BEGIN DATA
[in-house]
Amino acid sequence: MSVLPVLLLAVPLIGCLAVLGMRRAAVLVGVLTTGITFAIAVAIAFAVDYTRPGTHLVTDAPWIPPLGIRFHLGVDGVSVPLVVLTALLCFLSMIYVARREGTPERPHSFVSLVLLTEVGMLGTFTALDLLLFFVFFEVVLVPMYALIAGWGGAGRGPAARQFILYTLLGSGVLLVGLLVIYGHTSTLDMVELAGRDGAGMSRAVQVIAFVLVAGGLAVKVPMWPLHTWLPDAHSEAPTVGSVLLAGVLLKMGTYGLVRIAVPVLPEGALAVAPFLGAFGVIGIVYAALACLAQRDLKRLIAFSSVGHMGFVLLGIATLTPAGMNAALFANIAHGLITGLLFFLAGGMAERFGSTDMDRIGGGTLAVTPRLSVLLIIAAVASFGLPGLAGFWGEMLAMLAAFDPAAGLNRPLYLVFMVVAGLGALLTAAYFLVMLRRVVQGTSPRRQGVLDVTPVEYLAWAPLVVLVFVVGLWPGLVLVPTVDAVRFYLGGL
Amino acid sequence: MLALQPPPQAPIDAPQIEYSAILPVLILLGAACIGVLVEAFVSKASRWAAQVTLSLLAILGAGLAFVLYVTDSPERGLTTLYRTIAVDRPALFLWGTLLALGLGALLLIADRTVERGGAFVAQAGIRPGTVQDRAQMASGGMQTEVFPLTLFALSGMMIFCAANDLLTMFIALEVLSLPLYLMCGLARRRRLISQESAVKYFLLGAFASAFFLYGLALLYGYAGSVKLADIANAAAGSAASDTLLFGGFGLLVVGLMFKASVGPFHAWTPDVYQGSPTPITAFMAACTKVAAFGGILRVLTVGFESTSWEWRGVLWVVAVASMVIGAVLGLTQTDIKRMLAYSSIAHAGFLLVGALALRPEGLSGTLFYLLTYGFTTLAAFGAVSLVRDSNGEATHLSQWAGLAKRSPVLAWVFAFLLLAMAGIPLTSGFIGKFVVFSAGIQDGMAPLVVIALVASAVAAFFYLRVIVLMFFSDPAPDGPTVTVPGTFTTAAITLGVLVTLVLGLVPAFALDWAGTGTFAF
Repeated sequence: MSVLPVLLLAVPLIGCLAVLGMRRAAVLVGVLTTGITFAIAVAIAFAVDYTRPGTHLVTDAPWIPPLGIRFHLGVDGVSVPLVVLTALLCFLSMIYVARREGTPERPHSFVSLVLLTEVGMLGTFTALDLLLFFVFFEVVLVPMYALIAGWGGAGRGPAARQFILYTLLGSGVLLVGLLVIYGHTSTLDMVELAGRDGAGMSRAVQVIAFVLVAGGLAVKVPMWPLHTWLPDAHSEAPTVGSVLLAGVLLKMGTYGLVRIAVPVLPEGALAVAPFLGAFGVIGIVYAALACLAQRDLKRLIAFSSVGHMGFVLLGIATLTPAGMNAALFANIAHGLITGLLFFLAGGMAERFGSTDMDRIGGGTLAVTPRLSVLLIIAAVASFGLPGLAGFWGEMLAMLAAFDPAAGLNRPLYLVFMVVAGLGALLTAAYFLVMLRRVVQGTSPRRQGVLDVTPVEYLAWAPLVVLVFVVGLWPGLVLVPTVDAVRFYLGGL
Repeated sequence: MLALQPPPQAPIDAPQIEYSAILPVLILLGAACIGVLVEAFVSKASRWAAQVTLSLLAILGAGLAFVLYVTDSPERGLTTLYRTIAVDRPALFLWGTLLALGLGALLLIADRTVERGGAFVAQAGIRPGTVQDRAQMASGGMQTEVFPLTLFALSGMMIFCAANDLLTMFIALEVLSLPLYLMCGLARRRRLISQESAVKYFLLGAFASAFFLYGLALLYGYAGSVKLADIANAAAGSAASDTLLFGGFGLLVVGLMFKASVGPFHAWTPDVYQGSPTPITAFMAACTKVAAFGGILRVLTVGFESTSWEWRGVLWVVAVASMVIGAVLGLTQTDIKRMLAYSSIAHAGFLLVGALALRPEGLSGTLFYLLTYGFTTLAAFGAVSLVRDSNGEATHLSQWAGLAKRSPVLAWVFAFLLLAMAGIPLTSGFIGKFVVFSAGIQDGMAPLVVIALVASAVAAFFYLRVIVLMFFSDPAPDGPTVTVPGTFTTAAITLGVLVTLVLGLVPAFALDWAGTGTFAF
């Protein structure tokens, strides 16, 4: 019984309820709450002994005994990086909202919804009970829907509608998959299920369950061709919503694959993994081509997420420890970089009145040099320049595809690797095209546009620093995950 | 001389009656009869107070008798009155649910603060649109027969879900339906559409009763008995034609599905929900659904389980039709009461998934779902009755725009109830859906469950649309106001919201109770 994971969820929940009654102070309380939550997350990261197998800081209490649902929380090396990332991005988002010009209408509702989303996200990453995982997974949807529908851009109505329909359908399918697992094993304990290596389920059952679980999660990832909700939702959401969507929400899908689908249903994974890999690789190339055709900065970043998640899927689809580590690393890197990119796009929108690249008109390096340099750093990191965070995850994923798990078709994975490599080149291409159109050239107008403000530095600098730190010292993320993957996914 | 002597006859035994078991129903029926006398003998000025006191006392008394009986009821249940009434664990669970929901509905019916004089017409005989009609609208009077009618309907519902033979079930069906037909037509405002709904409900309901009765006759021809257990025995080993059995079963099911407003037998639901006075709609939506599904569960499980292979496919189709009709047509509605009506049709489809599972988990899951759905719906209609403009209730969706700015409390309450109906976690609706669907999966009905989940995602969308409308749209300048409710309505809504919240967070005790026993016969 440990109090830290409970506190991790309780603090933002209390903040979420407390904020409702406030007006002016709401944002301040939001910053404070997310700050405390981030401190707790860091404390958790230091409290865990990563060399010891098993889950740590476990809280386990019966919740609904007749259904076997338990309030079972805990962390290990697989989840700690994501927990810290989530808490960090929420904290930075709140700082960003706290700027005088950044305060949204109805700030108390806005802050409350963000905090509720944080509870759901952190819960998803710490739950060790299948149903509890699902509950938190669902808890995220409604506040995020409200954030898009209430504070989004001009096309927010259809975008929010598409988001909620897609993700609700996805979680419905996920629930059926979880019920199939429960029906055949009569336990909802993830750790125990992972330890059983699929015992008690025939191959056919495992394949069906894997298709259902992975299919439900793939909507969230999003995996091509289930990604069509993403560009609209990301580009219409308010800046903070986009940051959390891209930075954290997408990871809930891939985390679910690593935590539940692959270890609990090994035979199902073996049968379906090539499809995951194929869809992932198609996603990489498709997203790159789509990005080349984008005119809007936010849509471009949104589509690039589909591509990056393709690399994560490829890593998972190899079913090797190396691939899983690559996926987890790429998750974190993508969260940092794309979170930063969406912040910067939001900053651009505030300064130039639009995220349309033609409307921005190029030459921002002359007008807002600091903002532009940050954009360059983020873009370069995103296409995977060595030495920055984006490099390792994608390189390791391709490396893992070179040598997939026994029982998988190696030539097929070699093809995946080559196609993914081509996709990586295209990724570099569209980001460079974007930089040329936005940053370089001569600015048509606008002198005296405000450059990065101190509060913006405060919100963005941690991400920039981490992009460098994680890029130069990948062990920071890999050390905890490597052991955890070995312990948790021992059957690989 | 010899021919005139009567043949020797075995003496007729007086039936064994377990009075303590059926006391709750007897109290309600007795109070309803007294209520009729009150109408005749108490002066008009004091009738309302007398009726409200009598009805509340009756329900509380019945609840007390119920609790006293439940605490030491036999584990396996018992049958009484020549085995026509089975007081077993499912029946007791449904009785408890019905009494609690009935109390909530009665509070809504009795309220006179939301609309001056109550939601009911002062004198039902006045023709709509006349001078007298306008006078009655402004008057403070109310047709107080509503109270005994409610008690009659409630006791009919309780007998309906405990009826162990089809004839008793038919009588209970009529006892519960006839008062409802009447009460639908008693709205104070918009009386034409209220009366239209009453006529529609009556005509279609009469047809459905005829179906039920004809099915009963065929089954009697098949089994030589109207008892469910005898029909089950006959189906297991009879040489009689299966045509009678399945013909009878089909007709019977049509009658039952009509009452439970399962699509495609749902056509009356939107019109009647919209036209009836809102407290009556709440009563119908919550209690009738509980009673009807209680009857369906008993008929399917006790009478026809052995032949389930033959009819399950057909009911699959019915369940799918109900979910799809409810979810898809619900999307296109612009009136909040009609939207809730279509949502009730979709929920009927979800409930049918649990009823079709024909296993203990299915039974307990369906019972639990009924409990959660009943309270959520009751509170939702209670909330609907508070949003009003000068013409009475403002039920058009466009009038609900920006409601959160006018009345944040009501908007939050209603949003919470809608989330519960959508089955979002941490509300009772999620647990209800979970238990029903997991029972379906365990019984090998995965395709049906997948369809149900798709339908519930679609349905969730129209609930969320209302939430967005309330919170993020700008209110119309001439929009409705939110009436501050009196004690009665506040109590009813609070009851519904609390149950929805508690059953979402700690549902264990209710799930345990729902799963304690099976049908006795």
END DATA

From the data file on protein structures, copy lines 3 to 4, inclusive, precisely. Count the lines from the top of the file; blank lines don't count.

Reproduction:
Amino acid sequence: MLALQPPPQAPIDAPQIEYSAILPVLILLGAACIGVLVEAFVSKASRWAAQVTLSLLAILGAGLAFVLYVTDSPERGLTTLYRTIAVDRPALFLWGTLLALGLGALLLIADRTVERGGAFVAQAGIRPGTVQDRAQMASGGMQTEVFPLTLFALSGMMIFCAANDLLTMFIALEVLSLPLYLMCGLARRRRLISQESAVKYFLLGAFASAFFLYGLALLYGYAGSVKLADIANAAAGSAASDTLLFGGFGLLVVGLMFKASVGPFHAWTPDVYQGSPTPITAFMAACTKVAAFGGILRVLTVGFESTSWEWRGVLWVVAVASMVIGAVLGLTQTDIKRMLAYSSIAHAGFLLVGALALRPEGLSGTLFYLLTYGFTTLAAFGAVSLVRDSNGEATHLSQWAGLAKRSPVLAWVFAFLLLAMAGIPLTSGFIGKFVVFSAGIQDGMAPLVVIALVASAVAAFFYLRVIVLMFFSDPAPDGPTVTVPGTFTTAAITLGVLVTLVLGLVPAFALDWAGTGTFAF
Repeated sequence: MSVLPVLLLAVPLIGCLAVLGMRRAAVLVGVLTTGITFAIAVAIAFAVDYTRPGTHLVTDAPWIPPLGIRFHLGVDGVSVPLVVLTALLCFLSMIYVARREGTPERPHSFVSLVLLTEVGMLGTFTALDLLLFFVFFEVVLVPMYALIAGWGGAGRGPAARQFILYTLLGSGVLLVGLLVIYGHTSTLDMVELAGRDGAGMSRAVQVIAFVLVAGGLAVKVPMWPLHTWLPDAHSEAPTVGSVLLAGVLLKMGTYGLVRIAVPVLPEGALAVAPFLGAFGVIGIVYAALACLAQRDLKRLIAFSSVGHMGFVLLGIATLTPAGMNAALFANIAHGLITGLLFFLAGGMAERFGSTDMDRIGGGTLAVTPRLSVLLIIAAVASFGLPGLAGFWGEMLAMLAAFDPAAGLNRPLYLVFMVVAGLGALLTAAYFLVMLRRVVQGTSPRRQGVLDVTPVEYLAWAPLVVLVFVVGLWPGLVLVPTVDAVRFYLGGL